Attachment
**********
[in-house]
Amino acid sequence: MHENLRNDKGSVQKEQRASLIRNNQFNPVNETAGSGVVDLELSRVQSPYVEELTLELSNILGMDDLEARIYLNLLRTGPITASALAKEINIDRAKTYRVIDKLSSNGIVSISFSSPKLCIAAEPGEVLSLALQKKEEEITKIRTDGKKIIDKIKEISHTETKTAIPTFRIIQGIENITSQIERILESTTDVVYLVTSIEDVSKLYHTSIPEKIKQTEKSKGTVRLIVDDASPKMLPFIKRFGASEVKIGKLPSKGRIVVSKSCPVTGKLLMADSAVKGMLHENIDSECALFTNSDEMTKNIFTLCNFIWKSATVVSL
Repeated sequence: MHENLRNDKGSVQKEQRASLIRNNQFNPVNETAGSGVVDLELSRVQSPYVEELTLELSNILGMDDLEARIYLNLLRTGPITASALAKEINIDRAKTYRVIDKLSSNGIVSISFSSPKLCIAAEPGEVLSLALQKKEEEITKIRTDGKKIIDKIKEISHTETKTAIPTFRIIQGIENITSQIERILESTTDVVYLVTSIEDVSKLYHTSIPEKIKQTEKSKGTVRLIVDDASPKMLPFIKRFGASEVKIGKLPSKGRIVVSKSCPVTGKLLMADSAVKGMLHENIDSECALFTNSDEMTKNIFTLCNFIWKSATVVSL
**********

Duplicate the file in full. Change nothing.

[in-house]
Amino acid sequence: MHENLRNDKGSVQKEQRASLIRNNQFNPVNETAGSGVVDLELSRVQSPYVEELTLELSNILGMDDLEARIYLNLLRTGPITASALAKEINIDRAKTYRVIDKLSSNGIVSISFSSPKLCIAAEPGEVLSLALQKKEEEITKIRTDGKKIIDKIKEISHTETKTAIPTFRIIQGIENITSQIERILESTTDVVYLVTSIEDVSKLYHTSIPEKIKQTEKSKGTVRLIVDDASPKMLPFIKRFGASEVKIGKLPSKGRIVVSKSCPVTGKLLMADSAVKGMLHENIDSECALFTNSDEMTKNIFTLCNFIWKSATVVSL
Repeated sequence: MHENLRNDKGSVQKEQRASLIRNNQFNPVNETAGSGVVDLELSRVQSPYVEELTLELSNILGMDDLEARIYLNLLRTGPITASALAKEINIDRAKTYRVIDKLSSNGIVSISFSSPKLCIAAEPGEVLSLALQKKEEEITKIRTDGKKIIDKIKEISHTETKTAIPTFRIIQGIENITSQIERILESTTDVVYLVTSIEDVSKLYHTSIPEKIKQTEKSKGTVRLIVDDASPKMLPFIKRFGASEVKIGKLPSKGRIVVSKSCPVTGKLLMADSAVKGMLHENIDSECALFTNSDEMTKNIFTLCNFIWKSATVVSL